I was reading in The Independent last week about a simple new test that can detect the onset of Alzheimer’s with 93% accuracy. The fact that this test can be perfomed at home without medical supervision prompted me to see what other home testing kits existed.
I was expecting to find blood pressure monitors, pregnancy, allergy and cholesteral testing kits but was amazed to discover home tests that can detect conditions including colon cancer, prostate cancer, stds, the menopause, osteoporosis, rheumatoid arthritis, thyroid problems, anaemia, stomach ulcers, diabetes and the list goes on.
I was so enthused by this discovery and the implications on the healthcare and pharma industry that I bought a book, “The Innovator’s Prescription” by Clayton M Christensen. Furthermore, I read it. In it, Christensen talks about the typical pattern of innovation – things start complicated and expensive and gradually get simpler and cheaper. For example, the telegraph became the fixed line phone, which in turn became the cell phone. Similarly, it used to be very complicated to produce and sell albums in the music business and as such only a limited number of companies participated. PCs, the Internet and the MP3 format now mean that almost anybody can create, promote and distribute music from their bedroom. YouTube and digital cameras have done the same thing for video, the same has happened to desktop publishing and exactly the same thing is happening in the medicial diagnostic industry.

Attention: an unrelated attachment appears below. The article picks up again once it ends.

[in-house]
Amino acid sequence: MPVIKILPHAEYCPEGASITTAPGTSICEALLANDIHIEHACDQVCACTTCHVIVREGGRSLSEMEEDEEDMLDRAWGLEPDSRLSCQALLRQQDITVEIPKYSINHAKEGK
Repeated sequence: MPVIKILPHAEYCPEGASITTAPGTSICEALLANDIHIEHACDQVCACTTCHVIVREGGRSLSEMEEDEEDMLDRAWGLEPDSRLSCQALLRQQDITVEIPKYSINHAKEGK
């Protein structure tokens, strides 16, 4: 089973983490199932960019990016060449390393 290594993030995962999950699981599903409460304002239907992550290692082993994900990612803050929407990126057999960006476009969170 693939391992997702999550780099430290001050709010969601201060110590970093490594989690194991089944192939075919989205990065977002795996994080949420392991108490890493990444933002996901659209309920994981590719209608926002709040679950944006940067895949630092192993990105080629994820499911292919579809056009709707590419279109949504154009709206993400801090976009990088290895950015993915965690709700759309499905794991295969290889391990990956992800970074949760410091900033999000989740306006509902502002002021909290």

Improved diagnostics means that treatment is becoming less intuitive, less based on personal experience and more based on process. In these cases, treatment can be given by nurses, caregivers and the patients themselves, rather than doctors. Improved diagnostics also means more precise medicine, which will herald the end of blockbuster drugs and treatments (which is re-enforced by increased competition from generic drug manufacturers). This means there will be a fundamental shift in the way pharmaceutical and healthcare companies operate. We are already seeing “dis-integration”, the outsourcing of research, clinical trials and drug development for example, reducing the costs of entry and resulting in a more crowded marketplace. We are also seeing increasing communication directly with the patient and more and more patients forming online communities and talking directly to each other. These developments demand authentic, differentiated brand positions that resonate with the patient, an area in which the healthcare industry, with a few notable exceptions, is way behind.
In short, the availability of simpler and more accurate diagnostics, more data, more sophisticated information and improved decision making tools empower patients and caregivers to self-diagnose and self-treat. These patients will invariably use the Internet to talk to each other and pool data, improving diagnosis and treatment further, resulting in more precise medicine, more competition and therefore the need for more meaningful brands. And the cycle continues.